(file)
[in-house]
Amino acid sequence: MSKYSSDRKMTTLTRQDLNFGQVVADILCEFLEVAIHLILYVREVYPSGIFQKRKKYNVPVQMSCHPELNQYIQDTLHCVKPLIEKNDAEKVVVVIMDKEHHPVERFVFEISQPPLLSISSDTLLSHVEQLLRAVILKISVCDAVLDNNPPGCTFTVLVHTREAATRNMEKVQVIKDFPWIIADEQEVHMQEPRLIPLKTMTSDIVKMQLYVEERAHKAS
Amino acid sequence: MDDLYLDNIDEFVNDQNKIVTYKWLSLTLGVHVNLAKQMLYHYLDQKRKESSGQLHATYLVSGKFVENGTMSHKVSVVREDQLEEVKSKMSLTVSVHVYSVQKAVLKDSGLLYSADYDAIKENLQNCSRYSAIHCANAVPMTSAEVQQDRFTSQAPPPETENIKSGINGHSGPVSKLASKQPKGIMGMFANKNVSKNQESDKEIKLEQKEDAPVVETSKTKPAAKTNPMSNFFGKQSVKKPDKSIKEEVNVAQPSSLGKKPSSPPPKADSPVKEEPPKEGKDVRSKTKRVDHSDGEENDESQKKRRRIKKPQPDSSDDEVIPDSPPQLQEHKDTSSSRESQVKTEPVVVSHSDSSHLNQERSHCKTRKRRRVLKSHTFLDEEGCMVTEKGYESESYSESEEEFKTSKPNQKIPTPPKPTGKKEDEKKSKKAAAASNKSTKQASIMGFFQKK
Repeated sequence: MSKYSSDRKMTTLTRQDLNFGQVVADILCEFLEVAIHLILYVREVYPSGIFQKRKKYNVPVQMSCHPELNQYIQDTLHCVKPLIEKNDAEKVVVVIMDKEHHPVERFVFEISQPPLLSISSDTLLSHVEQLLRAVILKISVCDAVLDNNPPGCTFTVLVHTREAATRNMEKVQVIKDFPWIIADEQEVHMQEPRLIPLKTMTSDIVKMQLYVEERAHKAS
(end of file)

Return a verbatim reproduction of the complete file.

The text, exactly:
[in-house]
Amino acid sequence: MSKYSSDRKMTTLTRQDLNFGQVVADILCEFLEVAIHLILYVREVYPSGIFQKRKKYNVPVQMSCHPELNQYIQDTLHCVKPLIEKNDAEKVVVVIMDKEHHPVERFVFEISQPPLLSISSDTLLSHVEQLLRAVILKISVCDAVLDNNPPGCTFTVLVHTREAATRNMEKVQVIKDFPWIIADEQEVHMQEPRLIPLKTMTSDIVKMQLYVEERAHKAS
Amino acid sequence: MDDLYLDNIDEFVNDQNKIVTYKWLSLTLGVHVNLAKQMLYHYLDQKRKESSGQLHATYLVSGKFVENGTMSHKVSVVREDQLEEVKSKMSLTVSVHVYSVQKAVLKDSGLLYSADYDAIKENLQNCSRYSAIHCANAVPMTSAEVQQDRFTSQAPPPETENIKSGINGHSGPVSKLASKQPKGIMGMFANKNVSKNQESDKEIKLEQKEDAPVVETSKTKPAAKTNPMSNFFGKQSVKKPDKSIKEEVNVAQPSSLGKKPSSPPPKADSPVKEEPPKEGKDVRSKTKRVDHSDGEENDESQKKRRRIKKPQPDSSDDEVIPDSPPQLQEHKDTSSSRESQVKTEPVVVSHSDSSHLNQERSHCKTRKRRRVLKSHTFLDEEGCMVTEKGYESESYSESEEEFKTSKPNQKIPTPPKPTGKKEDEKKSKKAAAASNKSTKQASIMGFFQKK
Repeated sequence: MSKYSSDRKMTTLTRQDLNFGQVVADILCEFLEVAIHLILYVREVYPSGIFQKRKKYNVPVQMSCHPELNQYIQDTLHCVKPLIEKNDAEKVVVVIMDKEHHPVERFVFEISQPPLLSISSDTLLSHVEQLLRAVILKISVCDAVLDNNPPGCTFTVLVHTREAATRNMEKVQVIKDFPWIIADEQEVHMQEPRLIPLKTMTSDIVKMQLYVEERAHKAS